The reason I shoot with aps-c is for saving weight, and this lens is by far the best lightweight telephoto zoom for Sony. It has great autofocus and it’s sharp. What more could you ask for. 

Tamron 50-400 4.5-6.3

The Tamron 50-400mm is for the photographer who needs a aps-c focal length of 600mm. With the 1.5x crop factor on the a6700 you’ll get almost 200mm more out of this full frame lens.

Few wildlife photographers need a longer focal length. The Sony 200-600 doesn’t offer much more aperture improvements over this lens and both lenses are similar in sharpness.

This is actually the lens that I currently use the most because it’s so versatile. I can use it both with my full frame and aps-c camera bodies, and that extra wide end (50mm) makes it great for including more of the background. 

I’ve been using this lens for the last 8 months and It’s perfect for my needs, but if I was primarily shooting with aps-c I’d probably just use the Sony 70-350mm.

Sony 100-400 4.5-5.6

The Sony 100-400 is another great lens with better autofocus and a faster maximal aperture than the Tamron Equivalent. You’ll notice more accurate images with this lens and better low light performance. 

The weight differences between the Sony 100-400 and Tamron 50-400 are minimal with the Sony version slightly heavier. This truly is a great lens for wildlife and the only major con is the price.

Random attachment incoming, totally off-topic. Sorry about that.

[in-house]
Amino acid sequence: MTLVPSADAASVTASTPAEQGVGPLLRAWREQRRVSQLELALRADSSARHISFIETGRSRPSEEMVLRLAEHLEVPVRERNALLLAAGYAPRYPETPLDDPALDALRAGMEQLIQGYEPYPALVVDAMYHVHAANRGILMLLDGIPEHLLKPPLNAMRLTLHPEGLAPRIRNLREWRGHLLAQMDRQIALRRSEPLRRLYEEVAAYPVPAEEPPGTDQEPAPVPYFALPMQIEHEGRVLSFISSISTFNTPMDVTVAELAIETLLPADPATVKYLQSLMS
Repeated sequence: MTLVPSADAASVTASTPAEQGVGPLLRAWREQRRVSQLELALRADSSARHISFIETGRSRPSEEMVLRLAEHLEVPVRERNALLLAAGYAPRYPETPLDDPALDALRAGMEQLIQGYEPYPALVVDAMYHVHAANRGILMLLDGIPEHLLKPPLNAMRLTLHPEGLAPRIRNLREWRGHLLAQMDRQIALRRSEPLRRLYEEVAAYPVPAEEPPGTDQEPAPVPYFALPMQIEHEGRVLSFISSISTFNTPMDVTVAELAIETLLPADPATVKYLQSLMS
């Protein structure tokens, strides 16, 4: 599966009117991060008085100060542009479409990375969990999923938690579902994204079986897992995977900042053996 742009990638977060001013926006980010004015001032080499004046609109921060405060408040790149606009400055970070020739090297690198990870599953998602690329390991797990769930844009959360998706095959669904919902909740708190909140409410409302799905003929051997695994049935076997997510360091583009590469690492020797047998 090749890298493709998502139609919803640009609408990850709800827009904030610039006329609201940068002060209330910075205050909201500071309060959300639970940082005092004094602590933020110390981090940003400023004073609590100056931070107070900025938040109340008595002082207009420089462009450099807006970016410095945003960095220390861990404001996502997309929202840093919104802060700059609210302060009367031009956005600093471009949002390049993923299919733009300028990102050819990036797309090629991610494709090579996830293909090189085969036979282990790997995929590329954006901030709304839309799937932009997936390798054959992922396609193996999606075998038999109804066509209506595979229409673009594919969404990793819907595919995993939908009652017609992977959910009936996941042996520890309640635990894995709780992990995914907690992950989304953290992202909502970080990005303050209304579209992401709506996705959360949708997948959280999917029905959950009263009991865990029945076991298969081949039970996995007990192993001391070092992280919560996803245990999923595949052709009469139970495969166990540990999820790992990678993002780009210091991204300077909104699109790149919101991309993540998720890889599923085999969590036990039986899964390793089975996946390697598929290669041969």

At around $2000 it’s twice the price of the Tamron 50-400, and I wouldn’t say it’s twice as good.

If you can’t afford the Sony 300mm 2.8, but you need something with better low light performance, this would be my next top choice.

Sony 200-600 4.5-6.3

Every dedicated wildlife photographer should have the Sony 200-600. Compared to the Sony 100-400 the difference is negligible when it comes to autofocus and sharpness. This lens really is incredible and the only con is the size.

For a lens of this size, the weight isn’t a huge deal, but you won’t want to lug it around for long backpacking trips. 

The only reason I haven’t purchased this lens is because I don’t see the need with the 1.5x crop factor of the a6700. The fact that I can get a 600mm focal length out of the Tamron 50-400 in a smaller size makes that lens much more feasible for my needs.

Sony 200-600

Aside from weight, the 200-600 is a much better lens in every way. It’s faster, has better autofocus, it’s sharper, it has internal focusing, and a shorter zoom throw.